Never-say-die Selkirk almost
blow Ayr off-course in cup thriller
scrum-half Michael McVie manages to clear his lines at Millbrae on Saturday, buying some precious breathing space
for the visitors as Ayr pile up the pressure.
AFTER scoring the best try of the match with just
six minutes to go, taking them to within six points of their first division opponents, Selkirk's battle-weary troops
simply didn't have enough strength left to halt Ayr's progress to the last 16 of the BT Cup.
Having suffered just one home defeat in the league all season, the Ayrshire club went into Saturday's fourth round
tie at Millbrae as clear favourites. Selkirk had other ideas, however, and upset the form book with a display of
courage and gritty commitment, which for long periods of the match rattled their bigger and more experienced opponents.
No-one was prouder of the Selkirk team's effort than coach Brian Cassidy. "I felt confident we would give
a good account of ourselves today," he said after the game, "and the boys did just that. It was tremendous
effort by the whole squad - the ability and the belief were there, and we came close to causing a real upset."
Ayr showed their hand straight from the kick-off, as their powerful pack set up a series of rolling mauls, forcing
the visitors into some desperate defence. Selkirk's cause wasn't helped when centre Ally Lyall suffered a neck
injury in only the second minute, sidelining him for the rest of the match. Bruce Armstrong came on as replacement,
with Guy Blair switching to centre.
A fearsome tackle by Denver Rumney on Ayr fly-half A. J. McFarlane signalled the Borderers' intent to take the
game to the home side, but when the visitors failed to clear their lines in the fifth minute, the ball was retrieved
by Ayr and spun wide to full-back Cameron Taylor, who dived over in the right-hand corner for a try.
Selkirk fell further behind when David Cassidy was penalised for not releasing right in front of the posts, and
Nick Lavelle stepped up to land the penalty and put his side 8-0 up.
Ayr's heavyweight pack kept the pressure on Selkirk, but the visiting eight refused to buckle. After 18 minutes
Ben Rawcliffe stood his ground when Ayr skipper Scott Lines was penalised for taking a swipe at the Kiwi prop in
a line-out, but Ciaran Beattie's goal kick just fell short.
The visitors continued to frustrate Ayr's efforts to steamroller them into submission, and the extent of Selkirk's
success was perfectly illustrated when Ayr coach Craig Redpath ran down the grandstand steps to the side of the
pitch, from where he directed a verbal tirade at his forwards.
His displeasure must have increased tenfold soon afterwards, when a lightning blindside break involving Armstrong,
Michael McVie and Alister Heatlie saw full-back Fraser Harkness slice through Ayr's splintered defence to score
wide out on the left. Beattie's superb conversion kick cut the deficit to just 8-7.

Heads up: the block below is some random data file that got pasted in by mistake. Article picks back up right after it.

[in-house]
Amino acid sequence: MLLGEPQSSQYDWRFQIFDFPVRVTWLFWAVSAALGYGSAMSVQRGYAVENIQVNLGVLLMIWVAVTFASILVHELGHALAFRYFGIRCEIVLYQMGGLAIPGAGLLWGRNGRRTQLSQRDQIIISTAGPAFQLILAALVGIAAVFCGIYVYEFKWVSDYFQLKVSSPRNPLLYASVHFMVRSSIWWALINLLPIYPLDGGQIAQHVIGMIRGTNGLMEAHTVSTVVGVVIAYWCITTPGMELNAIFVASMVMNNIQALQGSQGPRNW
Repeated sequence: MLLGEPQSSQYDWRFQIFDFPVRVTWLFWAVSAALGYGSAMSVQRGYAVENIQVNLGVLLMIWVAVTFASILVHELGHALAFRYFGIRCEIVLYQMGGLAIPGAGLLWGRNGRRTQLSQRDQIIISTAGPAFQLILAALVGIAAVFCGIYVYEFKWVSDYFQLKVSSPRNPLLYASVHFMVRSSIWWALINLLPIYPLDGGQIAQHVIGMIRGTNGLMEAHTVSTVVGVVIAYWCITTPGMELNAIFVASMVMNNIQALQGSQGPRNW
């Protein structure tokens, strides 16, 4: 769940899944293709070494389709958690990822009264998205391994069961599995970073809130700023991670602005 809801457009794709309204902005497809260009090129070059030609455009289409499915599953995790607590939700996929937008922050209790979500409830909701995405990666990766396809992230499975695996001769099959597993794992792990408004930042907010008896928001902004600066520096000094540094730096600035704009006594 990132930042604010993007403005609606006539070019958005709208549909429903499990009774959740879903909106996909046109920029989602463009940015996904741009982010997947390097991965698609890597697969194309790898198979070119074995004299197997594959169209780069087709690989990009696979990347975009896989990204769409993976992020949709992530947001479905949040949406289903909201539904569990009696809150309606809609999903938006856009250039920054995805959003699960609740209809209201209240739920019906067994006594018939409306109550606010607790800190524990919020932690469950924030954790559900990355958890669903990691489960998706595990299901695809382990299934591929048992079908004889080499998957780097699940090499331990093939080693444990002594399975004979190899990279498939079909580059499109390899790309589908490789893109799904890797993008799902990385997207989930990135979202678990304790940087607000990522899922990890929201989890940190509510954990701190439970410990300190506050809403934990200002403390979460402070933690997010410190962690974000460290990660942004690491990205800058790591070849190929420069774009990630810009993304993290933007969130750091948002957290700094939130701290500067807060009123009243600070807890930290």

Selkirk failed to capitalise on this breakthrough, however, with Rumney being penalised for offside, allowing Lavelle
to once again land a simple penalty from in front of the posts.
Worse was to follow for the visitors, with Steven Renwick and skipper Darren Hoggan being yellow-carded within
minutes of each other, enabling the Ayr pack to launch a 40-metre rolling maul against the short-handed Selkirk
pack, ending in a try for hooker Stuart Fenwick.
As Ayr went for the jugular, Selkirk somehow managed to hold their nerve, with McVie, Scott Jeffrey and Scott Tomlinson
all pulling off last-ditch tackles to keep the halftime score at 16-7 in the home side's favour.
Selkirk began the second half in defiant mood, with Cassidy and Armstrong combining to take play deep into Ayr
territory. However, a series of errors allowed the home team to march back up the field, and only a try-saving
tackle by Alister Heatlie prevented Ayr from increasing their lead.
After 51 minutes Beattie cut the deficit to 16-10 with his second penalty, and some fine driving runs by Martin
Murray, Jeffrey, Cassidy and Harkness had Ayr scrambling to keep their try line intact. However, injuries sustained
in the build-up to these attacks forced Heatlie and Hoggan to retire to the sidelines.
McVie then hounded opposite number Stewart Henderson at the base of a scrum, winning the ball and chipping ahead
to force Ayr to concede a 22 drop-out. Unluckily for Selkirk the attack foundered, and a clearance kick by Taylor
marched Ayr back down the field.
The home team turned pressure into points when McFarlane took a pop pass to stretch over for a try, converted by
Lavelle, to make the score 23-10.
Far from throwing in the towel, Selkirk's resilient players redoubled their efforts, and hit back in spectacular
fashion when Jeffrey released McVie on a sizzling 50-metre break. The scrum-half drew Taylor in textbook fashion,
sending the supporting Harkness over for his second try of the afternoon. Beattie added the conversion, putting
Selkirk right back in the hunt at 23-17.
Unfortunately McVie then had to limp from the field after sustaining a hip knock, and in his absence no Selkirk
player was on hand to cover a speculative Ayr kick-ahead, which bounced over Selkirk's try line and was pounced
on by Richardson for the Millbrae side's fourth try.
After this there was simply no way back for Selkirk's exhausted players, whose spirited performance allowed them
to leave Millbrae with their heads held high.
SELKIRK - F. Harkness, G. Blair, D. Cassidy, A. Lyall, C. Beattie, G. Craig, M. McVie, B. Rawcliffe, D. Hoggan,
M. Murray, S. Renwick, S. Jeffrey, S. Tomlinson, D. Rumney, A. Heatlie. Replacements (all used): B. Armstrong,
R. Crockatt, G. Patterson, R. Aglen.
Referee - G. Knox (Greenock).
FINAL WORD. Referee
Graham Knox raises his hand to signal yet another penalty against Selkirk at Millbrae on Saturday, as Martin Murray
makes his way back to rejoin his team-mates.